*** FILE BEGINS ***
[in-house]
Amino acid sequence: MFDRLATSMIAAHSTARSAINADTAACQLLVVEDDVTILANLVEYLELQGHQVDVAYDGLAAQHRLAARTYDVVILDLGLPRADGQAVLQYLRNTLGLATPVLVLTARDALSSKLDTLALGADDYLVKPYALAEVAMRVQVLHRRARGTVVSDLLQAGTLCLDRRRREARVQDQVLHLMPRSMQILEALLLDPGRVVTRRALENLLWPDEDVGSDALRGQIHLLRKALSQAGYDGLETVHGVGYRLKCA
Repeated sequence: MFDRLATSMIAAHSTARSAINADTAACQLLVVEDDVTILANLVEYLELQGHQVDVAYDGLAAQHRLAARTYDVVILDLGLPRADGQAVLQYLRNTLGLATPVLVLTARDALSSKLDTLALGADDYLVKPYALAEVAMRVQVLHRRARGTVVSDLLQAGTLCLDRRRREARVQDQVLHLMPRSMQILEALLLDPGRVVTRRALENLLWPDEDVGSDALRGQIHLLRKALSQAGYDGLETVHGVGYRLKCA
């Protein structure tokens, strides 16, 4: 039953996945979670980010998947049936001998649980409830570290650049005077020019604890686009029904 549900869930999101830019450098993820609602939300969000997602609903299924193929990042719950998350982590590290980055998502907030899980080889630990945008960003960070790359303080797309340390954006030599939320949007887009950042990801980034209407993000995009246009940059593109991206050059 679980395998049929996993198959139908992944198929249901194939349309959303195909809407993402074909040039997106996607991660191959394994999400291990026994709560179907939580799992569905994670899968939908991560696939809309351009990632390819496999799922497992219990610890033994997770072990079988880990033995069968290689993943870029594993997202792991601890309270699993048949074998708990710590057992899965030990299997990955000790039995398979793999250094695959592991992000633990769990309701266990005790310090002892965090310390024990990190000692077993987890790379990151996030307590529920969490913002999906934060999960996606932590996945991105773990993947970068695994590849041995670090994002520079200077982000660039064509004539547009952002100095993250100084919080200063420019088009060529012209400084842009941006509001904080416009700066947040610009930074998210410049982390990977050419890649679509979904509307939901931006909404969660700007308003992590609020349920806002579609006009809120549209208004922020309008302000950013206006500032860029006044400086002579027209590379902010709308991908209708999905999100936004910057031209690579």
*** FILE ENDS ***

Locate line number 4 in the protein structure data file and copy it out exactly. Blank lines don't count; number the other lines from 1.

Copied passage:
């Protein structure tokens, strides 16, 4: 039953996945979670980010998947049936001998649980409830570290650049005077020019604890686009029904 549900869930999101830019450098993820609602939300969000997602609903299924193929990042719950998350982590590290980055998502907030899980080889630990945008960003960070790359303080797309340390954006030599939320949007887009950042990801980034209407993000995009246009940059593109991206050059 679980395998049929996993198959139908992944198929249901194939349309959303195909809407993402074909040039997106996607991660191959394994999400291990026994709560179907939580799992569905994670899968939908991560696939809309351009990632390819496999799922497992219990610890033994997770072990079988880990033995069968290689993943870029594993997202792991601890309270699993048949074998708990710590057992899965030990299997990955000790039995398979793999250094695959592991992000633990769990309701266990005790310090002892965090310390024990990190000692077993987890790379990151996030307590529920969490913002999906934060999960996606932590996945991105773990993947970068695994590849041995670090994002520079200077982000660039064509004539547009952002100095993250100084919080200063420019088009060529012209400084842009941006509001904080416009700066947040610009930074998210410049982390990977050419890649679509979904509307939901931006909404969660700007308003992590609020349920806002579609006009809120549209208004922020309008302000950013206006500032860029006044400086002579027209590379902010709308991908209708999905999100936004910057031209690579």